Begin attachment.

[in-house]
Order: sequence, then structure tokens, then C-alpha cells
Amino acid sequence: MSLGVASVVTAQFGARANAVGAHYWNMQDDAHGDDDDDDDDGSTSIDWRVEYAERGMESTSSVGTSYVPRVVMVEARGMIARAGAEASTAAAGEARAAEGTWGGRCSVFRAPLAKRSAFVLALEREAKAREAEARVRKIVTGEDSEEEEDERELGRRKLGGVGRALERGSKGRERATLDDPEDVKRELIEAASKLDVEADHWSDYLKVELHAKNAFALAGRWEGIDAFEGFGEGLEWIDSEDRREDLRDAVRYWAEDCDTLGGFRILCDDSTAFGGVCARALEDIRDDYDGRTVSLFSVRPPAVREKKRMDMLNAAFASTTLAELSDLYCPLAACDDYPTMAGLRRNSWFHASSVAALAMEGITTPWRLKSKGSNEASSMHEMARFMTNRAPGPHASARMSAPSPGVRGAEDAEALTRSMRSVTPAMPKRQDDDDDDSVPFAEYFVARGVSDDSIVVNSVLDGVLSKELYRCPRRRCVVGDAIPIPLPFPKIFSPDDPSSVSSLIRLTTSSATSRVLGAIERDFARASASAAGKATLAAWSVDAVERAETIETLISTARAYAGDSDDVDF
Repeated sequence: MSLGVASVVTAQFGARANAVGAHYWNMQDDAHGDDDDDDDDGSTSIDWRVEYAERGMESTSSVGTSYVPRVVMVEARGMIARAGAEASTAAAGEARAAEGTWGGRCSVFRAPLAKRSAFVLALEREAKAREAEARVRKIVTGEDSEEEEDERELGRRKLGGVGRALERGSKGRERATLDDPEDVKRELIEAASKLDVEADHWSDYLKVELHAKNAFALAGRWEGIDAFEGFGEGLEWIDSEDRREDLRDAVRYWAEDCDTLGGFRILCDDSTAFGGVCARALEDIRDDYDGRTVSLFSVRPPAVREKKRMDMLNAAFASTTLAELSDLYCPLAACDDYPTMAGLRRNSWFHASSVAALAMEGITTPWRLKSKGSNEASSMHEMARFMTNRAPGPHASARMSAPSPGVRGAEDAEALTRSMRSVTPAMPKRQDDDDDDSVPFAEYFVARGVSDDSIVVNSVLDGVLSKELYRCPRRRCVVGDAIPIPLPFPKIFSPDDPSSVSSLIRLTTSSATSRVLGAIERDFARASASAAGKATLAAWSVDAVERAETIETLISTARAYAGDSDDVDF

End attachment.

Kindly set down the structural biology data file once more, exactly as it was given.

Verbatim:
[in-house]
Order: sequence, then structure tokens, then C-alpha cells
Amino acid sequence: MSLGVASVVTAQFGARANAVGAHYWNMQDDAHGDDDDDDDDGSTSIDWRVEYAERGMESTSSVGTSYVPRVVMVEARGMIARAGAEASTAAAGEARAAEGTWGGRCSVFRAPLAKRSAFVLALEREAKAREAEARVRKIVTGEDSEEEEDERELGRRKLGGVGRALERGSKGRERATLDDPEDVKRELIEAASKLDVEADHWSDYLKVELHAKNAFALAGRWEGIDAFEGFGEGLEWIDSEDRREDLRDAVRYWAEDCDTLGGFRILCDDSTAFGGVCARALEDIRDDYDGRTVSLFSVRPPAVREKKRMDMLNAAFASTTLAELSDLYCPLAACDDYPTMAGLRRNSWFHASSVAALAMEGITTPWRLKSKGSNEASSMHEMARFMTNRAPGPHASARMSAPSPGVRGAEDAEALTRSMRSVTPAMPKRQDDDDDDSVPFAEYFVARGVSDDSIVVNSVLDGVLSKELYRCPRRRCVVGDAIPIPLPFPKIFSPDDPSSVSSLIRLTTSSATSRVLGAIERDFARASASAAGKATLAAWSVDAVERAETIETLISTARAYAGDSDDVDF
Repeated sequence: MSLGVASVVTAQFGARANAVGAHYWNMQDDAHGDDDDDDDDGSTSIDWRVEYAERGMESTSSVGTSYVPRVVMVEARGMIARAGAEASTAAAGEARAAEGTWGGRCSVFRAPLAKRSAFVLALEREAKAREAEARVRKIVTGEDSEEEEDERELGRRKLGGVGRALERGSKGRERATLDDPEDVKRELIEAASKLDVEADHWSDYLKVELHAKNAFALAGRWEGIDAFEGFGEGLEWIDSEDRREDLRDAVRYWAEDCDTLGGFRILCDDSTAFGGVCARALEDIRDDYDGRTVSLFSVRPPAVREKKRMDMLNAAFASTTLAELSDLYCPLAACDDYPTMAGLRRNSWFHASSVAALAMEGITTPWRLKSKGSNEASSMHEMARFMTNRAPGPHASARMSAPSPGVRGAEDAEALTRSMRSVTPAMPKRQDDDDDDSVPFAEYFVARGVSDDSIVVNSVLDGVLSKELYRCPRRRCVVGDAIPIPLPFPKIFSPDDPSSVSSLIRLTTSSATSRVLGAIERDFARASASAAGKATLAAWSVDAVERAETIETLISTARAYAGDSDDVDF